KARACHI: Scholars and experts at a dengue awareness conference stressed that the fight against the virus should start from home and its surroundings.
Speaking at an Anti-Dengue Day event held at the Jinnah University for Women (JUW) in collaboration with the Sindh Health Department, experts said that anti-dengue sprays are effective against adult mosquito's while the larvae on the other hand remains unharmed even in a teaspoon full of water.
The conference was part of an awareness campaign by the Sindh Health Department to find health awareness volunteers to further educate the masses about the virus.
In her opening remarks, former dean faculty of Science at the University of Karachi, Shahana Urooj Kazmi said that the dengue fever is epidemic in Karachi. She said that towns of Nazimabad, North Nazimabad and other areas are badly affected with the disease.
She said the main purpose of the event is to raise awareness amongst students about the prevalence of the disease, its vectors and preventable measures, so that they can further educate their communities about the threat.
In his key lecture, Syed Salahuddin Qadri, Assistant Professor of Zoology at Jamia Milia Degree College, said that dengue was first observed in 1928 and also reported in 1934 in the areas now called Pakistan.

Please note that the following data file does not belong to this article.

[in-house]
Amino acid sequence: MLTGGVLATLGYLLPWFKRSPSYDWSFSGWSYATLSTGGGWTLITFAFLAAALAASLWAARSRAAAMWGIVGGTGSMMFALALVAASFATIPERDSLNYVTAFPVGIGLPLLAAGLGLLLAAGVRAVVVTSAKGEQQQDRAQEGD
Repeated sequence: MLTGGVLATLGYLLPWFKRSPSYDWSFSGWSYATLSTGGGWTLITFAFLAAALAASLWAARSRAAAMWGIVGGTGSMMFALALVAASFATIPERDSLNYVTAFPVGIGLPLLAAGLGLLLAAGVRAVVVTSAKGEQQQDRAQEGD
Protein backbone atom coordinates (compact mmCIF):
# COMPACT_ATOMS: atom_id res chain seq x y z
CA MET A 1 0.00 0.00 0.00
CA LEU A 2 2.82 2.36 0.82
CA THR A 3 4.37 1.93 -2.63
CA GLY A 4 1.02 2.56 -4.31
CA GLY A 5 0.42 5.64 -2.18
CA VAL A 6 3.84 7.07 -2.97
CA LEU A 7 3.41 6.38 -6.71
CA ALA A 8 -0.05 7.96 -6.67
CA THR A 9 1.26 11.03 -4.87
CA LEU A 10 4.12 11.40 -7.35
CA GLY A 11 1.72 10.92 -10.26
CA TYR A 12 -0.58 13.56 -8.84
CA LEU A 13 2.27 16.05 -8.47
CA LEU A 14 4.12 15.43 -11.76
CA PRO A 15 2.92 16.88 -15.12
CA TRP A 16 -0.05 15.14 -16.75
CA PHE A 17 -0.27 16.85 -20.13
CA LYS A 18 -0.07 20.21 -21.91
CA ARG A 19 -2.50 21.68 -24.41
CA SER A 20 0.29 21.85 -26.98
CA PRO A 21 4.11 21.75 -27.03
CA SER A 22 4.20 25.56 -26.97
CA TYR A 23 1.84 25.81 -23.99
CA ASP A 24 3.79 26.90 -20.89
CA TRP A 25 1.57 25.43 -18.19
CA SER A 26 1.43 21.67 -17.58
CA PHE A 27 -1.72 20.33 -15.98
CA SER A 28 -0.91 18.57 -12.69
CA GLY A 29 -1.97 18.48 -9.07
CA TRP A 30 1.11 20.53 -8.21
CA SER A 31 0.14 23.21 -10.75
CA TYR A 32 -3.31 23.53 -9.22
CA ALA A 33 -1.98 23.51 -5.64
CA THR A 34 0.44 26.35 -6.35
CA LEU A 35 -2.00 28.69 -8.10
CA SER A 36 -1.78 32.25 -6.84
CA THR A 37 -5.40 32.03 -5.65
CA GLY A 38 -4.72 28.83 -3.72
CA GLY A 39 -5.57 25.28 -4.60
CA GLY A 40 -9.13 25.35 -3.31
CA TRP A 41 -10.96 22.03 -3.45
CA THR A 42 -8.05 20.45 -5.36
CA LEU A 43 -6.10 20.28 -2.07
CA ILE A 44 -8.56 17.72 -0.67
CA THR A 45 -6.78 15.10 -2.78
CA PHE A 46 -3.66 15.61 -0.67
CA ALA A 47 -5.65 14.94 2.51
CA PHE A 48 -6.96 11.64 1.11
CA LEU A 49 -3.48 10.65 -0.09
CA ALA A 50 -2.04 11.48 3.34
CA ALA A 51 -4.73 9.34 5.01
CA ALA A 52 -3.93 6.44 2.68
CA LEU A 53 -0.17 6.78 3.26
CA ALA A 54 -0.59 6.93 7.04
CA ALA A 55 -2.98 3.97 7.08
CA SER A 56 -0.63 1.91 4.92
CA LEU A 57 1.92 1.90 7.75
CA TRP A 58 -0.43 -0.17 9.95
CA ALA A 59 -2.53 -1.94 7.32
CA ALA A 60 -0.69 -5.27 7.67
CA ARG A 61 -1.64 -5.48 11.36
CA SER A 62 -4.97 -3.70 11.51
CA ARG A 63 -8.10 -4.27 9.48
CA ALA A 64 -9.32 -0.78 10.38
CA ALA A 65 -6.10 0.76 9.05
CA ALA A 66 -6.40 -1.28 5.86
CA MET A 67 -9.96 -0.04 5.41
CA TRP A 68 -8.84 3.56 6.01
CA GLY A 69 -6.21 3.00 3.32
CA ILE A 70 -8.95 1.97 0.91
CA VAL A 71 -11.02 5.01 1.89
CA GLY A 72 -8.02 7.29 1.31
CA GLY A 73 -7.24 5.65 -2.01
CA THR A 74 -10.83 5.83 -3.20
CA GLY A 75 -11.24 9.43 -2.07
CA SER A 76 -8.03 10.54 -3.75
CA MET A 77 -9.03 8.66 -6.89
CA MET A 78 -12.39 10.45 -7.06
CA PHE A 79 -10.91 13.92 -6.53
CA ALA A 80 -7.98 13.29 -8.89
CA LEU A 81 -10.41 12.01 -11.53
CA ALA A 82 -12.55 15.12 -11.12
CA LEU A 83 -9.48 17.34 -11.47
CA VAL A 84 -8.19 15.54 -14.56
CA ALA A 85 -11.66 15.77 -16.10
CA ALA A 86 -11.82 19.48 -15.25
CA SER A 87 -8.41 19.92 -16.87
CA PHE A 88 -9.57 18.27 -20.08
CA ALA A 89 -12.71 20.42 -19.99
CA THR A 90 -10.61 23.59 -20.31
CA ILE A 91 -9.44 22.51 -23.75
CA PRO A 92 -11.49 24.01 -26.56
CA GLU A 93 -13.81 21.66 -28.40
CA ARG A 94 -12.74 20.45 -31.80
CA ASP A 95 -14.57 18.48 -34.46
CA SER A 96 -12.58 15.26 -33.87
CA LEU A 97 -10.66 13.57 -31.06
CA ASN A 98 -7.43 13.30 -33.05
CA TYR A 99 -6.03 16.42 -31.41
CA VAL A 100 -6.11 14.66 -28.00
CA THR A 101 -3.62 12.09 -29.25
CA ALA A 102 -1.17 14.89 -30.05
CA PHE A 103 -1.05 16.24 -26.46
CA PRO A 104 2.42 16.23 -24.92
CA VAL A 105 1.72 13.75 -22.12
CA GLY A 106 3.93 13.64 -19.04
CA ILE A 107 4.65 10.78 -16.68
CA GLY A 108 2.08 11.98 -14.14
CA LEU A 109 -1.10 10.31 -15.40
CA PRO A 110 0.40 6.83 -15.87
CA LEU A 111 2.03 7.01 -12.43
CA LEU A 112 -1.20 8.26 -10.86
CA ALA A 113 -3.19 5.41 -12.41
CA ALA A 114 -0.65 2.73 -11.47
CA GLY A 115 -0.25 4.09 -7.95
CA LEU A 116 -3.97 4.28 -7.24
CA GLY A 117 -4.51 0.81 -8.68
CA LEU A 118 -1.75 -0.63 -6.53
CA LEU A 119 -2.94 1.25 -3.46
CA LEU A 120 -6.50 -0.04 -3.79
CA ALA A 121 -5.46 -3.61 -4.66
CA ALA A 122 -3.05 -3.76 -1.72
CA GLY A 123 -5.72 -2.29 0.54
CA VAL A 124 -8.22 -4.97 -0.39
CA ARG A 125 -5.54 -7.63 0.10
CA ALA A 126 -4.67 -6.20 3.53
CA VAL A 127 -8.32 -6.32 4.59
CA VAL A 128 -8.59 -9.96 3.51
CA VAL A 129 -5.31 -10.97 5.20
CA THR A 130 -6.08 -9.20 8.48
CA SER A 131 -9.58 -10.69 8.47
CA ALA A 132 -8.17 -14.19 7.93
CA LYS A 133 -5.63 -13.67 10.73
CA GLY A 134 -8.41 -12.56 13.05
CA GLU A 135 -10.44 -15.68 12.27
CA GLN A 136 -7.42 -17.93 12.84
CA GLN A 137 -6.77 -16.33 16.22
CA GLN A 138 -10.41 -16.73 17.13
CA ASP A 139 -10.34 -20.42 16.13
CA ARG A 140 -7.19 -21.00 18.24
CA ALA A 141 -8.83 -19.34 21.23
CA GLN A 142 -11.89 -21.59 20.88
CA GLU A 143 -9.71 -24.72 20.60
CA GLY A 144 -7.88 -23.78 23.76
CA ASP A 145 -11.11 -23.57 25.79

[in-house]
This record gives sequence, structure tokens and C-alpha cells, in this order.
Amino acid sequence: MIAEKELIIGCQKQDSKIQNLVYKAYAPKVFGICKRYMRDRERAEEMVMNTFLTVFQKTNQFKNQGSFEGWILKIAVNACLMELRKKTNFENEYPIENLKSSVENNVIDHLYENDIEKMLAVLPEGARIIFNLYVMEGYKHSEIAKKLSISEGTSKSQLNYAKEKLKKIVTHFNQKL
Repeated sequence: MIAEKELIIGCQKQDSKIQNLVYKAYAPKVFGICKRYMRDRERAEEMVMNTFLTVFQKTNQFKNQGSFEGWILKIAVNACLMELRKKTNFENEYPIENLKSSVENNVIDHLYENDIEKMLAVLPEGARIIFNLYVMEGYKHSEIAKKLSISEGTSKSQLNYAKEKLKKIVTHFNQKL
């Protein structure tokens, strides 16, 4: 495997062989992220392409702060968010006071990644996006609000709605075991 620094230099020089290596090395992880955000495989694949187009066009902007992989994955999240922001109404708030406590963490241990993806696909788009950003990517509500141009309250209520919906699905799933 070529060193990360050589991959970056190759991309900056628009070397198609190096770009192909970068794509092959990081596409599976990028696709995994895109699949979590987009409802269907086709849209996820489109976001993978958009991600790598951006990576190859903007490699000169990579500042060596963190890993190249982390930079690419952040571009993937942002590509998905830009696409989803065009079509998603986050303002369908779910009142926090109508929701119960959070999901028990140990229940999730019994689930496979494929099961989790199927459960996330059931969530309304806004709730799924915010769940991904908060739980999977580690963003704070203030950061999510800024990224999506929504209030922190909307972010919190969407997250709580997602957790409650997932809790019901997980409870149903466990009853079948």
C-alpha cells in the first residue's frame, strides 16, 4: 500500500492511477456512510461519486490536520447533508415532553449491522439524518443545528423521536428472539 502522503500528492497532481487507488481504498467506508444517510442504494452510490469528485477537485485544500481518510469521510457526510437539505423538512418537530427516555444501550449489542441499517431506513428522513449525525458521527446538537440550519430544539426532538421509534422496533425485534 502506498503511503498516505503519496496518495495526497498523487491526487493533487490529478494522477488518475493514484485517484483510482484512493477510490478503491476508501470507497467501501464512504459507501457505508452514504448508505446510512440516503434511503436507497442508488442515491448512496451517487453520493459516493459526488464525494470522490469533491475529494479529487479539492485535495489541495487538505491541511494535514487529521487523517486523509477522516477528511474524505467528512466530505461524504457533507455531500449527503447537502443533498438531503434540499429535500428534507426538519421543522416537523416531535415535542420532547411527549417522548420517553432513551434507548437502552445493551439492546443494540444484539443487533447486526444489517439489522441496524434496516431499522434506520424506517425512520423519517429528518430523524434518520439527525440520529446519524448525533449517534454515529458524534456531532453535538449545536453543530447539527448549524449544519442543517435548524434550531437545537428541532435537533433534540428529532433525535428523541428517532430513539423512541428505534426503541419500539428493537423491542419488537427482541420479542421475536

A type of mosquito - Aedes Aegyptii is responsible for majority of dengue cases in Pakistan.
“Public awareness is the only way to prevent dengue fever,” said Syed Salahuddin Qadri
“Spray does little to control the dengue as the mosquito can be found in flush tanks, abandoned junk, rooftops and even in closed underground tanks,” said Qadri.
The anti-dengue fumigation could trigger resistance in the vector against the insecticides.
Qadri urged people to investigate the mosquito habitat carefully as it is found in water from air conditions, gardens and potted plants. He said that he even found larva of a dengue mosquito in a soft drink cap.
‘Guppy fishes are the best agent for the biological control of dengue mosquito,’ he added.
He urged all the students to check the open water in their surroundings at least once a week and throw the larvae on the ground but not drain them into the sewerage.
He said that the drained larva of Aedes Aegyptii flourished and even appeared healthier in sewerage water.
He asked the students to go to their communities and raise awareness about what they had learnt from the lecture.
Later the EDO health Dr Zafar Aijaz said that with the help of Karachi Metropolitan Corporation, his department fumigates many parts of Karachi with more than 60 vehicles. However he stated that a sudden rise of dengue cases was also observed after the anti-dengue sprays were used in many areas.
He said that 526 cases of dengue were observed in the month of September.